Cold cases re­vis­ited

A fas­ci­nat­ing new se­ries looks at po­ten­tial mis­car­riages of justice that re­sulted in ex­e­cu­tions

BBC History Magazine - - Tv&radio -

My Grandad Was In­no­cent TV BBC One Sched­uled for late Fe­bru­ary

Even for those keen on re­search­ing their ge­neal­ogy, find­ing a con­victed mur­derer in the fam­ily tree may be a colour­ful story too far. But what if a fore­bear protested in­no­cence even as they went to the noose? What if there was a mis­car­riage of justice?

It’s this pos­si­bil­ity that lies be­hind a 10part day­time se­ries that finds spe­cial­ist criminal bar­ris­ters Jeremy Dein and Sasha Wass sift­ing the ev­i­dence, at the be­hest of a rel­a­tive, in his­tor­i­cal cases that re­sulted in the death penalty. Their find­ings are pre­sented to a re­tired ap­peal court judge, who of­fers an opin­ion on whether the con­vic­tion was safe.

They found plenty to be wor­ried about, ac­cord­ing to Dein, joint head of cham­bers at criminal de­fence spe­cial­ists 25 Bed­ford Row. “Many of th­ese cases re­veal that once some­one had been brought to court and charged with mur­der, no one re­ally cared what the out­come was, the script was al­ready writ­ten. So it is a re­ally im­por­tant se­ries in demon­strat­ing the im­por­tance of a top-qual­ity criminal justice system.”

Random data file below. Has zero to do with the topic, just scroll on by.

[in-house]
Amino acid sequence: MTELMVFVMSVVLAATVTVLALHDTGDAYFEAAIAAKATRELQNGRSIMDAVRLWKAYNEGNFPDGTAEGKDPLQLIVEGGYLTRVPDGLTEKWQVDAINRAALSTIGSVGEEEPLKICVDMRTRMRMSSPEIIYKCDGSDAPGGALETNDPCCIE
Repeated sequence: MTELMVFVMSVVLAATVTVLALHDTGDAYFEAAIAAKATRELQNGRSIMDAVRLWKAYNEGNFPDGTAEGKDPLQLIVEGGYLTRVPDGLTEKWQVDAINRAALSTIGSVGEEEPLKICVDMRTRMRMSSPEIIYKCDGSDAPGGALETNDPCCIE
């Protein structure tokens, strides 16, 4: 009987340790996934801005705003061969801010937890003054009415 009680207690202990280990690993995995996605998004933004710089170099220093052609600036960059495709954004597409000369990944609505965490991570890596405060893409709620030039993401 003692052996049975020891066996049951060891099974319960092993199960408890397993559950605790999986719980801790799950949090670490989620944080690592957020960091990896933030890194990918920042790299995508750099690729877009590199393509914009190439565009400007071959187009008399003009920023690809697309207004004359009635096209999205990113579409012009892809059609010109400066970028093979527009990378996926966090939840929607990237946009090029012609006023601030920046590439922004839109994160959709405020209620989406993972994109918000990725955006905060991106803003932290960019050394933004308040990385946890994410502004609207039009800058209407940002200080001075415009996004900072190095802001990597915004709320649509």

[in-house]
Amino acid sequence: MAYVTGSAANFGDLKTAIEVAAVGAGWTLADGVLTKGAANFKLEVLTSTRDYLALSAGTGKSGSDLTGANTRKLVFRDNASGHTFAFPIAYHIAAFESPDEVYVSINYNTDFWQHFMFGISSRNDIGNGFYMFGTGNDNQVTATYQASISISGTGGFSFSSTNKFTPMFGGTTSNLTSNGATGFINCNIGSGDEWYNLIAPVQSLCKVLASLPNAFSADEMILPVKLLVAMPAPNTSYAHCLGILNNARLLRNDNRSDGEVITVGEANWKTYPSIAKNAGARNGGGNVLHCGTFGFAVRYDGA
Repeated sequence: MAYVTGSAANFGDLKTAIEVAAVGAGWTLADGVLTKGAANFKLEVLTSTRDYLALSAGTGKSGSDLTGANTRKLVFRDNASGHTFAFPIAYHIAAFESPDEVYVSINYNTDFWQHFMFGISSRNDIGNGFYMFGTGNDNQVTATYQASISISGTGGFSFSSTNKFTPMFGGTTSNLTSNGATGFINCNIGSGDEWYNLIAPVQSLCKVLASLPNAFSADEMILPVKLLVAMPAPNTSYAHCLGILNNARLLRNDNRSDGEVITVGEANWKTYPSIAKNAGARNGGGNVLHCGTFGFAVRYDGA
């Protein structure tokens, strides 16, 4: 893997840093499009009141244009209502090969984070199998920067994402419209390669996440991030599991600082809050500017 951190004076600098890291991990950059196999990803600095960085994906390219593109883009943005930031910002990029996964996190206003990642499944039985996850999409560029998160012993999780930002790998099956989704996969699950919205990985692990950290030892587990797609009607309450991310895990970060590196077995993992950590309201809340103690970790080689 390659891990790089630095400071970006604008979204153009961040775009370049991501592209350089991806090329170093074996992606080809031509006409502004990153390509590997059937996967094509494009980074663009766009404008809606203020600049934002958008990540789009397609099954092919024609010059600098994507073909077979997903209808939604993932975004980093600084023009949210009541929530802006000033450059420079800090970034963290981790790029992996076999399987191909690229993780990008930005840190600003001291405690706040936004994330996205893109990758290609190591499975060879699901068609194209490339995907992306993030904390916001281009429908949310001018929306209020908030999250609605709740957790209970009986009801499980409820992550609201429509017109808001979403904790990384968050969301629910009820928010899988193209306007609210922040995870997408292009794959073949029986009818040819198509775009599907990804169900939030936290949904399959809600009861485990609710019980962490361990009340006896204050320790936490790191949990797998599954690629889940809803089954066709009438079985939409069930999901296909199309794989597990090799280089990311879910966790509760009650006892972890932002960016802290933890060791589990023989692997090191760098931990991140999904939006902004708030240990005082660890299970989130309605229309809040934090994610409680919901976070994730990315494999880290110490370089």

The cases, which date from the late 19th cen­tury through to the 1950s, show that the in­ves­ti­ga­tions were of­ten lamentably poor by mod­ern stan­dards.

“Iden­ti­fi­ca­tions pro­ce­dures pro­vided lit­tle pro­tec­tion for a de­fen­dant, and there was no re­quire­ment for the po­lice to record ac­tions and mes­sages in the way that would hap­pen to­day,” says Wass, who has pros­e­cuted many high­pro­file cases. “Dis­clo­sure [of ev­i­dence] to the de­fence was nei­ther re­quired and in most cases did not oc­cur.” The re­sult, as the se­ries re­veals, was that many peo­ple were hanged on what we would now con­sider to be ques­tion­able ev­i­dence, although that’s not to say all the con­vic­tions were un­safe.

The sto­ries in­ves­ti­gated in­clude that of Edith Thomp­son who was hanged in 1923 for in­cit­ing her lover, Fred­er­ick By­wa­ters, to mur­der her hus­band. Love let­ters be­tween Thomp­son and By­wa­ters proved cen­tral to the case, which was a cause célèbre in its time.

For Dein, My Grandad Was In­no­cent high­lights why the death penalty should be abol­ished through­out the world as be­ing “too dan­ger­ous to carry on with”. And for the de­scen­dants of those who were hanged on du­bi­ous grounds, there is at least some con­so­la­tion in hav­ing their sus­pi­cions con­firmed.

“No one re­ally cared what the out­come was. The script was al­ready writ­ten” Fred­er­ick By­wa­ters (left) and Edith Thomp­son (cen­tre) both hanged for the mur­der of Percy Thomp­son (right) in 1923

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